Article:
UNCTAD

The recently released UNCTAD Economic Development Africa report, which revealed that Africa requires $600 billion to attain the sustainable development goals, has sent shock waves to many countries on the continent, writes Ugo Aliogo

Recently, the United Nation Conference Trade and Development (UNCTAD) released the 2016 Economic Development Africa Report (EDAR), which revealed that Africa needs $600billion yearly to be able to achieve sustainable development goals in the continent. The report is coming at a very challenging time for the continent of Africa. Many countries are battling with domestic debt crisis, the falling commodity prices, rising inflation figures and other harsh economic realities of the time.

The report is not very a favourable one for Africa states as it was stated that the amount equates one third of the continent’s gross national incomes, which the official development aid and external debts are unlikely to cover those needs.

At the unveiling of the report in Lagos recently, the Director United Nation Information Centre (UNIC) Ronald Kayanja, stated that the 17 sustainable development goals offer a blueprint on how the global economy and the environment should look like in 2030, as well as the specific actions that would be required at global, regional and national levels.

He stated that in order to achieve the sustainable development goals, countries will need to invest a lot of money, stressing that the estimated figures showed that Africa needs between $600 billion- 1.2 trillion yearly to achieve these goals. He said that “most of these money will have to be mobilised locally within countries. Government and the private sector must align their practices.”

He added that the continent would require successful actions over the next 15 years especially in the areas of trade, investment, technology and finance, therefore, “it is required that we tap into the full potentials of all actors, promote innovation and correct sustainable trends.”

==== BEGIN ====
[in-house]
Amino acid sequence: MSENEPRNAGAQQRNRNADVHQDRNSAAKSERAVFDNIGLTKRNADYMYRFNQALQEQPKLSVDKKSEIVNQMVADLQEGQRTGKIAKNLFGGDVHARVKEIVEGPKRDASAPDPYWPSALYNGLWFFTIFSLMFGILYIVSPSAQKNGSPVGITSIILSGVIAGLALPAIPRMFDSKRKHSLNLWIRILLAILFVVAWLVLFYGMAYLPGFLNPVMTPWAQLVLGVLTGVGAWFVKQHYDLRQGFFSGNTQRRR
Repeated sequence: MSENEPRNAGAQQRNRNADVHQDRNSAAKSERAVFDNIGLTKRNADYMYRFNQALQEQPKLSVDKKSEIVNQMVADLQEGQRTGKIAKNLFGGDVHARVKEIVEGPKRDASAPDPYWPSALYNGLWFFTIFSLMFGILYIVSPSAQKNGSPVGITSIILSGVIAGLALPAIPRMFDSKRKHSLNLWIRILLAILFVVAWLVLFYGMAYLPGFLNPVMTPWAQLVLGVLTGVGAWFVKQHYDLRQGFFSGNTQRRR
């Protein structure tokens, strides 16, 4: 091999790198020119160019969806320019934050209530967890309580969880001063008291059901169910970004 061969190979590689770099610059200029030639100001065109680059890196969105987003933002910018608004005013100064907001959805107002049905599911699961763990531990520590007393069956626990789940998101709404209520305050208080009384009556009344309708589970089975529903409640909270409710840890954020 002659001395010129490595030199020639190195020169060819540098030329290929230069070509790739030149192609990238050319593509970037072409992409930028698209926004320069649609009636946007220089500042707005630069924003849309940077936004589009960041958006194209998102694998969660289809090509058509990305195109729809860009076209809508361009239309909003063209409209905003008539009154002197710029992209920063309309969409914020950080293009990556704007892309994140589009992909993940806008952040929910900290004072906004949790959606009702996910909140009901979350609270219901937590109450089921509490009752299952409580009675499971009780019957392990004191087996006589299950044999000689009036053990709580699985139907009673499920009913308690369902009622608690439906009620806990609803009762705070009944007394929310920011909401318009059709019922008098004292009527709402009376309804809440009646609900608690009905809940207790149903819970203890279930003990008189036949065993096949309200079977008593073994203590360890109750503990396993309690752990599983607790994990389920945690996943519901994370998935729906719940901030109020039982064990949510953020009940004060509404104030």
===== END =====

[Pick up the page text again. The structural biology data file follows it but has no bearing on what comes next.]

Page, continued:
Kayanja said: “There are worrying signs that people in Africa are increasing unhappy with the state of affairs of their countries’ economies. There are high inequality, stagnant incomes, and fewer jobs for the youths. The global trade slowdown and a lack of productive investment have sharpened the deep divides between those who have benefitted from globalisation, and those who continue to feel left behind. Our message is that SDGs represents the change we need to restore people trust in our economies in Africa. The SDGs represent an enormous opportunity to make our economies work for dignity all.”

Rise in Domestic Debts

The report also noted that Africa is among the fastest growing regions in the world, with an average Gross Domestic Product (GDP) growth rates exceeding four percent per year since 2000. According to the report, since 2007, only Asia has surpassed Africa growth rates. It said, given the contraction in commodity prices, with global subdued demand, this growth may be difficult to maintain, as noted the World Bank and International Monetary Fund in 2015.

The report explained that economic growth in Africa has been accompanied by low and stable inflation, which is most countries have remained in single digits, noting that a growing number of countries have achieved middle-income status, with per capita annual incomes in excess of $ 1,000.
It was learnt from the report that some African countries have adopted policies aimed at developing their domestic debt markets, with the support of international financial institutions such as the African Development Bank (ADB), IMF, the Organisation for Economic Cooperation and Development (OECD) and the World Bank.

The World Bank and IMF have launched a joint initiative to assist countries in building a bond markets by developing effective medium-management strategies consistent with the goal of maintaining debt sustainability. The Africa Development Bank created an African domestic bond fund in 2010 with the objective of contributing to the development of sound domestic debt markets.